Hitchhiking at night
Hitchhiking at night is definitely not as easy as during daylight. But it's still possible, depending on the situation and location.
Sometimes, especially but not exclusively at night, drivers will pick up a hitchhiker because they are tired and sleepy, but must get to their destination on time. Make sure you never fall asleep in someone's car if you are suspecting this might be the case. Even if you can't find a conversation topic, stay alert. If you have a driving license you might indicate your driver of this fact. In some cases he or she will be happy to let you drive.
To enhance your visibility, and therefore also your chance for a ride, wear a fluorescent vest or jacket. You can buy these in any bigger gasstation, especially in those located on highways. They can be pretty expensive in these places though (they can ask up to 4EUR for one), but if you buy one in a regular supermarket, you'll find one for 1EUR. If you don't have a vest or jacket, try to lay hands on any kind of fluorescent of reflective material; reflective strips that bikers use for instance. Apart that it helps for visibility; it also looks more "professional" and trustworthy. Drivers tend to trust you more, because if you'd be a maniak killer on the loose or an escaped convict or something, you wouldn't wear anything that draws attention, right? In some countries in Europe, like France, there are laws that force you to wear a fluorescent vest. However in normal circumstances the police won't bother to stop.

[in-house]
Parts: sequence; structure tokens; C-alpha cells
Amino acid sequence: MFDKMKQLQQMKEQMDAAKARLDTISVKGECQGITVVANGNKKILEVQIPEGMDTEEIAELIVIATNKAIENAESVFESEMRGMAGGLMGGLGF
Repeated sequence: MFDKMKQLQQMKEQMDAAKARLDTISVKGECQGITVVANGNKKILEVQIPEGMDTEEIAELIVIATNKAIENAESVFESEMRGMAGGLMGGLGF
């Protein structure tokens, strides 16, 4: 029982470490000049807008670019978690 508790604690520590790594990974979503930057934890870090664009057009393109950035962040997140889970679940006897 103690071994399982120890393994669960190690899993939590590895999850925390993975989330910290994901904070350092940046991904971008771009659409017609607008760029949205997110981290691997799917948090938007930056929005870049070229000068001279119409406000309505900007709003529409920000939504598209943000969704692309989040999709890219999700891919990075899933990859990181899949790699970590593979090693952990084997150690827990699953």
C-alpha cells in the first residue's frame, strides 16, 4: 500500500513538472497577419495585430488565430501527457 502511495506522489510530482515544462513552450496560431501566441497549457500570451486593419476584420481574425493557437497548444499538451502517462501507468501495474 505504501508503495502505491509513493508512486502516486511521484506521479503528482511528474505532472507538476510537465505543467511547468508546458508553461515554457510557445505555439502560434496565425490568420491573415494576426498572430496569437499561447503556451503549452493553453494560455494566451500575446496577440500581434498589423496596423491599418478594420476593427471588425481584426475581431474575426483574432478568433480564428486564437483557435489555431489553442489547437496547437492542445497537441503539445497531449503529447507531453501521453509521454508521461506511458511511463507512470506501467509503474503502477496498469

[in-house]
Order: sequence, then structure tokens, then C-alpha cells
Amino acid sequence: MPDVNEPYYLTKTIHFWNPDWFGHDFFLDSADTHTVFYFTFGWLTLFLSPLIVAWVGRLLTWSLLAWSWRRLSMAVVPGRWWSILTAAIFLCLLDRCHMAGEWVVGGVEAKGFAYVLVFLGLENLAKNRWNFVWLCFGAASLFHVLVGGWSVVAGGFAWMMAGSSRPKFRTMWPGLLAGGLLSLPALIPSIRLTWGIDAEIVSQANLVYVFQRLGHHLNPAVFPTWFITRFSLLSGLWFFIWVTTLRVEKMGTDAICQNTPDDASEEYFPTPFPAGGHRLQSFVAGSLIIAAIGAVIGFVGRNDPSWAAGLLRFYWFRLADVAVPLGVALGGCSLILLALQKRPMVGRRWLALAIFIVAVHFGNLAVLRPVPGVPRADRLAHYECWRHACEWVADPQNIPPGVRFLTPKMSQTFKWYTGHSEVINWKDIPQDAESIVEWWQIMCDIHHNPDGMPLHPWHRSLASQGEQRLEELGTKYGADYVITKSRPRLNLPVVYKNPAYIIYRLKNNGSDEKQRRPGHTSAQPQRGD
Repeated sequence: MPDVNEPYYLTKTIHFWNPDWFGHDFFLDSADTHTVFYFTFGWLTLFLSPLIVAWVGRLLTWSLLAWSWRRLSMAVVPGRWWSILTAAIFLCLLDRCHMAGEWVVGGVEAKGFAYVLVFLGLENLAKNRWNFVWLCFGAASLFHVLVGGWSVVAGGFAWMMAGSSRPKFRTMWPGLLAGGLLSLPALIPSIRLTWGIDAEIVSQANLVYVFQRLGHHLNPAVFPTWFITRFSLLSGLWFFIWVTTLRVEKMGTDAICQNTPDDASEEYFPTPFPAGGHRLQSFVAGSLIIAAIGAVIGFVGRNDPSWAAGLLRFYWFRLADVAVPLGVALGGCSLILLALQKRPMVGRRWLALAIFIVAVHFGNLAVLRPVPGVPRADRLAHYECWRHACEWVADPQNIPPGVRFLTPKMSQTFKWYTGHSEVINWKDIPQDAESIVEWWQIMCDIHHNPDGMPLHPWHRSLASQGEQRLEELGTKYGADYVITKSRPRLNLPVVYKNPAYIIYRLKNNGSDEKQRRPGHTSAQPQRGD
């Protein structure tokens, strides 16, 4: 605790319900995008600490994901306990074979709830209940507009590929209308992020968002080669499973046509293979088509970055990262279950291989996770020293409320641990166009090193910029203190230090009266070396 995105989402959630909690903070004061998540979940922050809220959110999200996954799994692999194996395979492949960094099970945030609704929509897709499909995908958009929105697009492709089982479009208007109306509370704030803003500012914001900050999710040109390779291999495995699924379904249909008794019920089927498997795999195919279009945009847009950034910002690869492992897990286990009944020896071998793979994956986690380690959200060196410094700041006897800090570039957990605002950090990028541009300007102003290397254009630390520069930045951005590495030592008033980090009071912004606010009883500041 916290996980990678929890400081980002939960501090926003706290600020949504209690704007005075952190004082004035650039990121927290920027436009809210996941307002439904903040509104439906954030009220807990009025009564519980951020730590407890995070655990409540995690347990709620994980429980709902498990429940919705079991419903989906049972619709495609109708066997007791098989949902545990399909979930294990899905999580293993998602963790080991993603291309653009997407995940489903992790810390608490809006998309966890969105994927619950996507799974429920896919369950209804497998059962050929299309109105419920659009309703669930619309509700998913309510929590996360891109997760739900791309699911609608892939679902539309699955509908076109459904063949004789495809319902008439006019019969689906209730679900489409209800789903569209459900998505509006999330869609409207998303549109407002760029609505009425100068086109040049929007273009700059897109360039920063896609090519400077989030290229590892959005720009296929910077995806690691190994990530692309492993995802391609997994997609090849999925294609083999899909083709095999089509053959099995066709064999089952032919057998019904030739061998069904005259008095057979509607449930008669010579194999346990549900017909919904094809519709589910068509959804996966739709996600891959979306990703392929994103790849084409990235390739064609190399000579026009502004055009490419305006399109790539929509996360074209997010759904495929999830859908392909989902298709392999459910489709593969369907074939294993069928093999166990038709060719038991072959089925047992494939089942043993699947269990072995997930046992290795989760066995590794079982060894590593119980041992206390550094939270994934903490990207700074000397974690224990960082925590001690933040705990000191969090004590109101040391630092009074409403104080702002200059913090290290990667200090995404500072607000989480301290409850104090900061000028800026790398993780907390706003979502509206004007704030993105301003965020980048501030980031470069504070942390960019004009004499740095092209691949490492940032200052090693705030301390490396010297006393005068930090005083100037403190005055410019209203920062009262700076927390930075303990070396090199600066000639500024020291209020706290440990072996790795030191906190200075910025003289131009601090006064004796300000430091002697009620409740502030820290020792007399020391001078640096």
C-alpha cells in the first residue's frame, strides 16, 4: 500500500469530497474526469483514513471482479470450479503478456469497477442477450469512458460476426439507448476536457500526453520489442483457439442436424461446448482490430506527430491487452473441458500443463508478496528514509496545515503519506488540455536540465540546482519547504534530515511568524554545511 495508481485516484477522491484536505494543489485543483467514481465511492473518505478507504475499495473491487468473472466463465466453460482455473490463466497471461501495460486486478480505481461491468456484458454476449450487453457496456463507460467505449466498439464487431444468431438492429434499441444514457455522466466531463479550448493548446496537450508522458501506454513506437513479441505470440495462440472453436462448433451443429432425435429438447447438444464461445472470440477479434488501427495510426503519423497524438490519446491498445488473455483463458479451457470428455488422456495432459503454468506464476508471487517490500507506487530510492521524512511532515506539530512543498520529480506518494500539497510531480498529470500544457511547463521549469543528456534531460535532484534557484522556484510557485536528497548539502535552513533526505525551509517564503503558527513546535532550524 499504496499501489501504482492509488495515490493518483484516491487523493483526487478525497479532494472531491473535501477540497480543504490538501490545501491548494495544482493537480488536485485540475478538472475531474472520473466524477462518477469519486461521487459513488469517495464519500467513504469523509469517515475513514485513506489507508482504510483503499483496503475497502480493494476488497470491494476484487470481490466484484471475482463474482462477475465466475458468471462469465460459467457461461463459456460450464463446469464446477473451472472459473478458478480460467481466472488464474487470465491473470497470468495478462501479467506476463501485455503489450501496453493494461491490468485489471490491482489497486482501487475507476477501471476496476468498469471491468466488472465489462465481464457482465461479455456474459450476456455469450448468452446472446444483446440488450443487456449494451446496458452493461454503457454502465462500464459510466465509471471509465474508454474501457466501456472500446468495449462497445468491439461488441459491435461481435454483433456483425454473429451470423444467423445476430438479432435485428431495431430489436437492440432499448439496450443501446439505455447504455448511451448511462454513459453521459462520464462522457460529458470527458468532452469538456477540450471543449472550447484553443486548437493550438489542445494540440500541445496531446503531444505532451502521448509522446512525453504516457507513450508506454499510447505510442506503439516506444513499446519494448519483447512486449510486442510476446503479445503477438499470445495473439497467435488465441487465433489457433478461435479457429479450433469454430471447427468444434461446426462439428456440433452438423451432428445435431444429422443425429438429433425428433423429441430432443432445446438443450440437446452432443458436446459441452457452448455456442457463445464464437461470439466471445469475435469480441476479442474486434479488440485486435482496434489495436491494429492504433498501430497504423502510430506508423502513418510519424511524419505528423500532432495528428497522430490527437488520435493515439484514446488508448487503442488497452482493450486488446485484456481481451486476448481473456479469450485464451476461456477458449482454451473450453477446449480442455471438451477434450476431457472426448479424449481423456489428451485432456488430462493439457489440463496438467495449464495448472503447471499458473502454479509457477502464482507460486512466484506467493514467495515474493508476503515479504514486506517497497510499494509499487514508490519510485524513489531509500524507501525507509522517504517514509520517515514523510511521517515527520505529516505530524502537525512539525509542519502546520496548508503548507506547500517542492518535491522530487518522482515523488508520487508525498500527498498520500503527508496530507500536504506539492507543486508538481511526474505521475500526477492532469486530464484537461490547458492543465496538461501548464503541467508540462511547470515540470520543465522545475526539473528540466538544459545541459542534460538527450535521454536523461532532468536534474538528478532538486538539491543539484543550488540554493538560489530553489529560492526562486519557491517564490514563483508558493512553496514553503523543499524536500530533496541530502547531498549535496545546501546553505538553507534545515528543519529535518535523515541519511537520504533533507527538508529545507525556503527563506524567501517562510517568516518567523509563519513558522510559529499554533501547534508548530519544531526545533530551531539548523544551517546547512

Some hitchhikers also use flash or blinking lights to draw the attention of drivers. This can work rather effectively. When done in the right way, that means to start using the flash when an approaching car is about five seconds away, most drivers drop their speed for example from 80 to 40 kmh. They are very attentive at that moment and especially keen on getting to know if they will be obliged to stop (by police for example). When done at the very right moment, a decided gesture will bring some of those drivers to stop. The technique has been described in detail on this page of VHHC.
In any case, try to stand in a well-lit place. Traffic lights are also OK.